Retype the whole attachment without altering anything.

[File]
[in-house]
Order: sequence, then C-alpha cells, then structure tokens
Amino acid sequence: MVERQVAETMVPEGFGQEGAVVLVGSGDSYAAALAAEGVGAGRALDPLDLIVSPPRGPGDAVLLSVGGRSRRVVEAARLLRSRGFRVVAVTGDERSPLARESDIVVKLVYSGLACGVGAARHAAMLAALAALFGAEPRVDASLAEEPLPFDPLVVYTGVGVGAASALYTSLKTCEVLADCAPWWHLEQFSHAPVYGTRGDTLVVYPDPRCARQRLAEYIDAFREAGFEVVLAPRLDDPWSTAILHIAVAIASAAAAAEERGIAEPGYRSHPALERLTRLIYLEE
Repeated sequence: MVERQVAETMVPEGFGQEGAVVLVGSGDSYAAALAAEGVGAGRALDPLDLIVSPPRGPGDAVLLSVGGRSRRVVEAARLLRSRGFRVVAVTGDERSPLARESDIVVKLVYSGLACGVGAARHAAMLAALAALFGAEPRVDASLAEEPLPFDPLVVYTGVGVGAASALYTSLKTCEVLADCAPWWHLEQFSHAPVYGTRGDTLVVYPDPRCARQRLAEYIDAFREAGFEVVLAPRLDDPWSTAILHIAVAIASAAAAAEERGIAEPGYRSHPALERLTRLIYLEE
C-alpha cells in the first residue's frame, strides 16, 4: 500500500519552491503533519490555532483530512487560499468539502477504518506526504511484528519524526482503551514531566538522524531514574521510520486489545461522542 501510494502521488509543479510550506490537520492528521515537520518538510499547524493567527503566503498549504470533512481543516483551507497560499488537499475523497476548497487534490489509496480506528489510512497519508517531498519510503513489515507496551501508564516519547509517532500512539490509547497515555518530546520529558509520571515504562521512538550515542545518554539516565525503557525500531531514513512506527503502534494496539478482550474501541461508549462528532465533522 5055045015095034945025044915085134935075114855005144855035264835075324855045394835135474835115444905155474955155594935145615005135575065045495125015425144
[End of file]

[in-house]
Order: sequence, then C-alpha cells, then structure tokens
Amino acid sequence: MVERQVAETMVPEGFGQEGAVVLVGSGDSYAAALAAEGVGAGRALDPLDLIVSPPRGPGDAVLLSVGGRSRRVVEAARLLRSRGFRVVAVTGDERSPLARESDIVVKLVYSGLACGVGAARHAAMLAALAALFGAEPRVDASLAEEPLPFDPLVVYTGVGVGAASALYTSLKTCEVLADCAPWWHLEQFSHAPVYGTRGDTLVVYPDPRCARQRLAEYIDAFREAGFEVVLAPRLDDPWSTAILHIAVAIASAAAAAEERGIAEPGYRSHPALERLTRLIYLEE
Repeated sequence: MVERQVAETMVPEGFGQEGAVVLVGSGDSYAAALAAEGVGAGRALDPLDLIVSPPRGPGDAVLLSVGGRSRRVVEAARLLRSRGFRVVAVTGDERSPLARESDIVVKLVYSGLACGVGAARHAAMLAALAALFGAEPRVDASLAEEPLPFDPLVVYTGVGVGAASALYTSLKTCEVLADCAPWWHLEQFSHAPVYGTRGDTLVVYPDPRCARQRLAEYIDAFREAGFEVVLAPRLDDPWSTAILHIAVAIASAAAAAEERGIAEPGYRSHPALERLTRLIYLEE
C-alpha cells in the first residue's frame, strides 16, 4: 500500500519552491503533519490555532483530512487560499468539502477504518506526504511484528519524526482503551514531566538522524531514574521510520486489545461522542 501510494502521488509543479510550506490537520492528521515537520518538510499547524493567527503566503498549504470533512481543516483551507497560499488537499475523497476548497487534490489509496480506528489510512497519508517531498519510503513489515507496551501508564516519547509517532500512539490509547497515555518530546520529558509520571515504562521512538550515542545518554539516565525503557525500531531514513512506527503502534494496539478482550474501541461508549462528532465533522 5055045015095034945025044915085134935075114855005144855035264835075324855045394835135474835115444905155474955155594935145615005135575065045495125015425144